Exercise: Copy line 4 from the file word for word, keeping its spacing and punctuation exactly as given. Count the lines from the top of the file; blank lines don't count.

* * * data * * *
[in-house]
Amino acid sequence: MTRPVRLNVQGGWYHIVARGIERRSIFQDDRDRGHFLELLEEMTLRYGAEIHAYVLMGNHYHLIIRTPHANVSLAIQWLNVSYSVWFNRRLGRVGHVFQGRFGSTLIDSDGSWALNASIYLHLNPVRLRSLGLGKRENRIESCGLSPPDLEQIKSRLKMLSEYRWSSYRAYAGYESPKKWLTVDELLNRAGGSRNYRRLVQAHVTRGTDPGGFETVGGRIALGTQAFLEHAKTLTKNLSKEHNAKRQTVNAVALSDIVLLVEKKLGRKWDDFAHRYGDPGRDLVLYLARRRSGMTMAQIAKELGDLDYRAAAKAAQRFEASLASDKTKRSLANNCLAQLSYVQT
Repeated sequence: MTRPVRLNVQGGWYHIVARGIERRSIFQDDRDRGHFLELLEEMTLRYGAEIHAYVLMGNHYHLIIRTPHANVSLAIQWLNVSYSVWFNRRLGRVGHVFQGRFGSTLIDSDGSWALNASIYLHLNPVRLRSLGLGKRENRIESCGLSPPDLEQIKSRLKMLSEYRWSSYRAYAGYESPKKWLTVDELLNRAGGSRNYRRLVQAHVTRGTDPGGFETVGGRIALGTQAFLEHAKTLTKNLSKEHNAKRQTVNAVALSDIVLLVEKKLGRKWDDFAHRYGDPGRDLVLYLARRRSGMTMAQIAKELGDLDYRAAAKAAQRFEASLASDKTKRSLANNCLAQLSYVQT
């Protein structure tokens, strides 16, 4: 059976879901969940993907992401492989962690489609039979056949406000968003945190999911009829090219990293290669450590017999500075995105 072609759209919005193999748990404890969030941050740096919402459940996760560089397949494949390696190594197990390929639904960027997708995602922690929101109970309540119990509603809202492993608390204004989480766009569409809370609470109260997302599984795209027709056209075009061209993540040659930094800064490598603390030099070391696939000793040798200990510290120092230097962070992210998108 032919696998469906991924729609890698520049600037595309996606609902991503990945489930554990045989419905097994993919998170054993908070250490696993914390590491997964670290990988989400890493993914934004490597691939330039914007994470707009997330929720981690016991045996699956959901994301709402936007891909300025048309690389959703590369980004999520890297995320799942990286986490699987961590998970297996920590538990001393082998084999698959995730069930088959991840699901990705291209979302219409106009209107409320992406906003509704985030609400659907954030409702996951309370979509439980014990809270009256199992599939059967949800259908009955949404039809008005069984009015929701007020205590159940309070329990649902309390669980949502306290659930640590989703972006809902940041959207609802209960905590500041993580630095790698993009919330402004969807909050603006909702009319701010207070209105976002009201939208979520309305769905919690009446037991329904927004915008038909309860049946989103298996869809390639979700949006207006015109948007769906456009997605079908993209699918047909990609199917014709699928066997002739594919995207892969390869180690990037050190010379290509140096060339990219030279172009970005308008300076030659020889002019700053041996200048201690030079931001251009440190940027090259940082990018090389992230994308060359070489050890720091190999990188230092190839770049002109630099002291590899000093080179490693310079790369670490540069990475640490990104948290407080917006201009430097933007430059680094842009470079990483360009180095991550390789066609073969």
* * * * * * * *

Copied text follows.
């Protein structure tokens, strides 16, 4: 059976879901969940993907992401492989962690489609039979056949406000968003945190999911009829090219990293290669450590017999500075995105 072609759209919005193999748990404890969030941050740096919402459940996760560089397949494949390696190594197990390929639904960027997708995602922690929101109970309540119990509603809202492993608390204004989480766009569409809370609470109260997302599984795209027709056209075009061209993540040659930094800064490598603390030099070391696939000793040798200990510290120092230097962070992210998108 032919696998469906991924729609890698520049600037595309996606609902991503990945489930554990045989419905097994993919998170054993908070250490696993914390590491997964670290990988989400890493993914934004490597691939330039914007994470707009997330929720981690016991045996699956959901994301709402936007891909300025048309690389959703590369980004999520890297995320799942990286986490699987961590998970297996920590538990001393082998084999698959995730069930088959991840699901990705291209979302219409106009209107409320992406906003509704985030609400659907954030409702996951309370979509439980014990809270009256199992599939059967949800259908009955949404039809008005069984009015929701007020205590159940309070329990649902309390669980949502306290659930640590989703972006809902940041959207609802209960905590500041993580630095790698993009919330402004969807909050603006909702009319701010207070209105976002009201939208979520309305769905919690009446037991329904927004915008038909309860049946989103298996869809390639979700949006207006015109948007769906456009997605079908993209699918047909990609199917014709699928066997002739594919995207892969390869180690990037050190010379290509140096060339990219030279172009970005308008300076030659020889002019700053041996200048201690030079931001251009440190940027090259940082990018090389992230994308060359070489050890720091190999990188230092190839770049002109630099002291590899000093080179490693310079790369670490540069990475640490990104948290407080917006201009430097933007430059680094842009470079990483360009180095991550390789066609073969």